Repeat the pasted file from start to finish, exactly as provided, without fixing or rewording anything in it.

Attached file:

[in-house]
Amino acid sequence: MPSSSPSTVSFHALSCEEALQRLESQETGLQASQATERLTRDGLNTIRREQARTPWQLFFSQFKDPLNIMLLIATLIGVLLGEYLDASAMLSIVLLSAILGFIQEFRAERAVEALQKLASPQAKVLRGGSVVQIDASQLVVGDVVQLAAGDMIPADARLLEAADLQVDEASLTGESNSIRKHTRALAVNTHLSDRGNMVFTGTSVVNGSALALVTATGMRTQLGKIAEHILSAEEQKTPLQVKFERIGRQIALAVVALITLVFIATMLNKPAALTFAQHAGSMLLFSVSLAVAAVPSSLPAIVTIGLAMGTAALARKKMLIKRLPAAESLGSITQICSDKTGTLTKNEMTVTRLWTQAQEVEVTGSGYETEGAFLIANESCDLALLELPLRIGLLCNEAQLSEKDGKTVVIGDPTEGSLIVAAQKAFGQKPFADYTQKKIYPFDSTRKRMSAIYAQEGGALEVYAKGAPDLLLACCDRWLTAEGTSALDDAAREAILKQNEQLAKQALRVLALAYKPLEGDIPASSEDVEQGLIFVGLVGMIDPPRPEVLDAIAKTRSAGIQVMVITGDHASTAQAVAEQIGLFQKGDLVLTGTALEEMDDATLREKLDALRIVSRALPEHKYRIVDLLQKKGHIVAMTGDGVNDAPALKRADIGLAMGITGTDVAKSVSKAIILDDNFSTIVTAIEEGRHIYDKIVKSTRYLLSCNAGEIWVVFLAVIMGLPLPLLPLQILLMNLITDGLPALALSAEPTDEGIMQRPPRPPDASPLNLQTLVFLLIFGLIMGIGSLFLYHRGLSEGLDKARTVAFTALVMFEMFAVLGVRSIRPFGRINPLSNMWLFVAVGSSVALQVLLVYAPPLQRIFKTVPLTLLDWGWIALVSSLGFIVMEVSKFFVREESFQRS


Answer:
[in-house]
Amino acid sequence: MPSSSPSTVSFHALSCEEALQRLESQETGLQASQATERLTRDGLNTIRREQARTPWQLFFSQFKDPLNIMLLIATLIGVLLGEYLDASAMLSIVLLSAILGFIQEFRAERAVEALQKLASPQAKVLRGGSVVQIDASQLVVGDVVQLAAGDMIPADARLLEAADLQVDEASLTGESNSIRKHTRALAVNTHLSDRGNMVFTGTSVVNGSALALVTATGMRTQLGKIAEHILSAEEQKTPLQVKFERIGRQIALAVVALITLVFIATMLNKPAALTFAQHAGSMLLFSVSLAVAAVPSSLPAIVTIGLAMGTAALARKKMLIKRLPAAESLGSITQICSDKTGTLTKNEMTVTRLWTQAQEVEVTGSGYETEGAFLIANESCDLALLELPLRIGLLCNEAQLSEKDGKTVVIGDPTEGSLIVAAQKAFGQKPFADYTQKKIYPFDSTRKRMSAIYAQEGGALEVYAKGAPDLLLACCDRWLTAEGTSALDDAAREAILKQNEQLAKQALRVLALAYKPLEGDIPASSEDVEQGLIFVGLVGMIDPPRPEVLDAIAKTRSAGIQVMVITGDHASTAQAVAEQIGLFQKGDLVLTGTALEEMDDATLREKLDALRIVSRALPEHKYRIVDLLQKKGHIVAMTGDGVNDAPALKRADIGLAMGITGTDVAKSVSKAIILDDNFSTIVTAIEEGRHIYDKIVKSTRYLLSCNAGEIWVVFLAVIMGLPLPLLPLQILLMNLITDGLPALALSAEPTDEGIMQRPPRPPDASPLNLQTLVFLLIFGLIMGIGSLFLYHRGLSEGLDKARTVAFTALVMFEMFAVLGVRSIRPFGRINPLSNMWLFVAVGSSVALQVLLVYAPPLQRIFKTVPLTLLDWGWIALVSSLGFIVMEVSKFFVREESFQRS